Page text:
Man, daughter survive 13-story fall in Chile quake

Man, daughter survive 13-story fall in Chile quake
People look at a collapsed building in Concepcion, Chile, Sunday, Feb. 28, 2010. A 8.8-magnitude earthquake hit Chile early Saturday.
CONCEPCION, Chile (AP) - When their 13th-floor apartment began to shake, Alberto Rozas pulled his 7-year-old daughter into the bathroom doorway and waited for it to stop.

Instead, they fell.

Plummeting as their brand-new apartment building toppled like a felled tree, they hugged each other all the way down.

Rozas had no idea which way was up until he looked through his apartment's shattered window and spotted light - "the light of the full moon."

Rozas and his daughter, Fernanda, clambered up and to safety with nothing more than a few cuts, scrapes and bruises.

"The earthquake and the fall were one single, horrible thing," Rozas told The Associated Press on Sunday. "I held onto her and she never let me go."

Rozas' neighbors who lived on the other side of the hall found themselves trapped beneath the structure, while rescuers painstakingly used electric saws and a generator-powered hammer to cut into the concrete.

"We don't have any listening devices or cameras," said Ian Argo, a firefighter commander.

As of Sunday, 23 people had been pulled alive from the 15-story Rio Alta building and seven bodies had been removed. An estimated 60 people remained trapped inside.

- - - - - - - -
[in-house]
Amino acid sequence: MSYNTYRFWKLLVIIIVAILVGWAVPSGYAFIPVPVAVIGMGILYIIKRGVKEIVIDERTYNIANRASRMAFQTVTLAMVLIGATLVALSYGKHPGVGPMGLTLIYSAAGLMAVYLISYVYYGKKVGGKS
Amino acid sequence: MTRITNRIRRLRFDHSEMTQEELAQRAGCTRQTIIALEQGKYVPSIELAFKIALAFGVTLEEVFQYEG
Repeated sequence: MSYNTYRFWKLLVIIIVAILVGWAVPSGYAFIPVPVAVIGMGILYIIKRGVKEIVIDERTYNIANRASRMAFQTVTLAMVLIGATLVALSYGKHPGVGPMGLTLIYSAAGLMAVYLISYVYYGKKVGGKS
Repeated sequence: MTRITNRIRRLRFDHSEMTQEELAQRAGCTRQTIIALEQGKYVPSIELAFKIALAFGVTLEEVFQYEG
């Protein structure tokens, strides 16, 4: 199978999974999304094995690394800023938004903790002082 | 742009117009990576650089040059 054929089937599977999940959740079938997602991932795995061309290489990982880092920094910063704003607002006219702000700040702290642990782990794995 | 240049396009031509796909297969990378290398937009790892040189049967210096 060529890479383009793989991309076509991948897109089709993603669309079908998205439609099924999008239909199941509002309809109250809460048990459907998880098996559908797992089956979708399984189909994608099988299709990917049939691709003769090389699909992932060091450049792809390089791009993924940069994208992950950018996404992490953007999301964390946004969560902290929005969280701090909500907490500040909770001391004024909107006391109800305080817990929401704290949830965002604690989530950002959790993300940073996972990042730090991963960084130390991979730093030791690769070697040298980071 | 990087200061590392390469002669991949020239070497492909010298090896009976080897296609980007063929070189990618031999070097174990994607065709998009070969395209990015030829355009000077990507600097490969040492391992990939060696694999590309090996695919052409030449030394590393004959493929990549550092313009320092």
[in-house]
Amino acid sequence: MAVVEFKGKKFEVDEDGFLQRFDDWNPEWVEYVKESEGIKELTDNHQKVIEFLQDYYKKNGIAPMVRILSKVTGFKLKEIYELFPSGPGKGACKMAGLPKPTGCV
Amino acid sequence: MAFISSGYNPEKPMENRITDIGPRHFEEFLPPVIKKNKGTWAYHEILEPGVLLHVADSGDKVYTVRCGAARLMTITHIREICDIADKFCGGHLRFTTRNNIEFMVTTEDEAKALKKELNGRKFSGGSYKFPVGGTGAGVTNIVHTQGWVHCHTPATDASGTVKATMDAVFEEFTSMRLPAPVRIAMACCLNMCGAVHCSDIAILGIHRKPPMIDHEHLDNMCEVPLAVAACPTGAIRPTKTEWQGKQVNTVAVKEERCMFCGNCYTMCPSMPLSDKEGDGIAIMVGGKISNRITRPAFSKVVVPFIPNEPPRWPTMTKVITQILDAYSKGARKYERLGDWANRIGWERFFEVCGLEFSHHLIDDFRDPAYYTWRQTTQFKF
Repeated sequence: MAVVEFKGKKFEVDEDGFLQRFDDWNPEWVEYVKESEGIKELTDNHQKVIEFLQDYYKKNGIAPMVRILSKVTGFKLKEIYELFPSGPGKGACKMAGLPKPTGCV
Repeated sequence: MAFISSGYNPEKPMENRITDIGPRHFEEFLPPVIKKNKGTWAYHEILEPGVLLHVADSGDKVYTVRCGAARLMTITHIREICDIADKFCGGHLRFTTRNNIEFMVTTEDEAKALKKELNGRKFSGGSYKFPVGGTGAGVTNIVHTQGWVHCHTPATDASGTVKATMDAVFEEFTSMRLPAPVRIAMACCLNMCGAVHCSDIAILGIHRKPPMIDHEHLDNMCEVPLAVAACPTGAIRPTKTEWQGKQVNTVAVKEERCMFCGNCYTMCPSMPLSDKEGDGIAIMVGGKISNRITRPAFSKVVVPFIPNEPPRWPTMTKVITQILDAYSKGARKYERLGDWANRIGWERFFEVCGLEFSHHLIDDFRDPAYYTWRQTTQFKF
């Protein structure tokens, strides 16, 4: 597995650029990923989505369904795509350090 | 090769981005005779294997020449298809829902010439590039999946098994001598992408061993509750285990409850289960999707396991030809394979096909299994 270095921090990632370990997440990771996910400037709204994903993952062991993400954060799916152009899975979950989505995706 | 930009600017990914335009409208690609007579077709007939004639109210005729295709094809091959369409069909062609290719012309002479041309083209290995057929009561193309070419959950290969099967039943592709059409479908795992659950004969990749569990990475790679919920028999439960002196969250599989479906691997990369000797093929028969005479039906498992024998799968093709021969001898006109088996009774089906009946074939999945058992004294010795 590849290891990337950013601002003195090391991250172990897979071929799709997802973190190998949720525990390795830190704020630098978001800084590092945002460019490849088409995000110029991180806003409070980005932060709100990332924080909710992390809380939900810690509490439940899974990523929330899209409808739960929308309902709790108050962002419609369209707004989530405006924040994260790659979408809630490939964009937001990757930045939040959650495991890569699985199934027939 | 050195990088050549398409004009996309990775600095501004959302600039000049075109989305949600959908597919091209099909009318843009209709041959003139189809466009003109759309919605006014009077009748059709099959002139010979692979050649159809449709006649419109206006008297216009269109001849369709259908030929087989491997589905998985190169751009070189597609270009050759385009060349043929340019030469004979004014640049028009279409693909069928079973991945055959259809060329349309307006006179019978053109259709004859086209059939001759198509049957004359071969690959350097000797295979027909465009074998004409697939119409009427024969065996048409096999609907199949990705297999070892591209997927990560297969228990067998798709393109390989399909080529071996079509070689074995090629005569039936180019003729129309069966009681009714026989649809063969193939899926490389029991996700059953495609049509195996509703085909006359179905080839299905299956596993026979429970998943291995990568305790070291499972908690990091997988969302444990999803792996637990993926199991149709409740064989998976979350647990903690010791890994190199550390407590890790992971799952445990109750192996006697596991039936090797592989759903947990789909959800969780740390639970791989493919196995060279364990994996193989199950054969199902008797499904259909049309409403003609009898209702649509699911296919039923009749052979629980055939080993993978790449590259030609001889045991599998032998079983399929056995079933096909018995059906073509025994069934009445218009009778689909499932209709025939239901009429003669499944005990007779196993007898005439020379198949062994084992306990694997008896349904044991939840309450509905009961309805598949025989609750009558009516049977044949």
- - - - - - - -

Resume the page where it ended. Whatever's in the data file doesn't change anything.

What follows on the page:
Socovil, the company that opened the concrete-and-glass structure last June, issued a statement saying it had complied with all building codes. But many residents were angry.

"The construction was obviously poor," Rozas said.

Abel Torres, 25, had a view of the Bio Bio River from his sixth-floor apartment. He had just gotten home from his job at a nightclub when the quake hit at 3:34 a.m.

"My TV fell on top of me and suddenly I saw stars shooting across my window," he said.

Torres and his roommate stacked furniture to reach that window - now a skylight - and escaped without clothes, coated in dust.

On the second floor, Maribel Alarcon and her husband Gunther rushed to comfort their 2-year-old son Oliver when he started crying moments before the temblor.

Their concern was their salvation: Oliver's bedroom was the only place spared in their apartment.

"We prayed a lot," Alarcon said. "And if God let us survive, that was because someone was going to rescue us."

Much higher in the building, Rozas was sleeping alongside his daughter when the shaking began.

"There was dust, noise, everything falling," he said. "We went to the bathroom doorway. Then there was the fall. Finally it stopped."

After they climbed out of the wreckage, Rozas took Fernanda to her mother's house, then returned to help firefighters understand the layout of the toppled building.

He retrieved medicine and clothes for Fernanda. And his own guitar.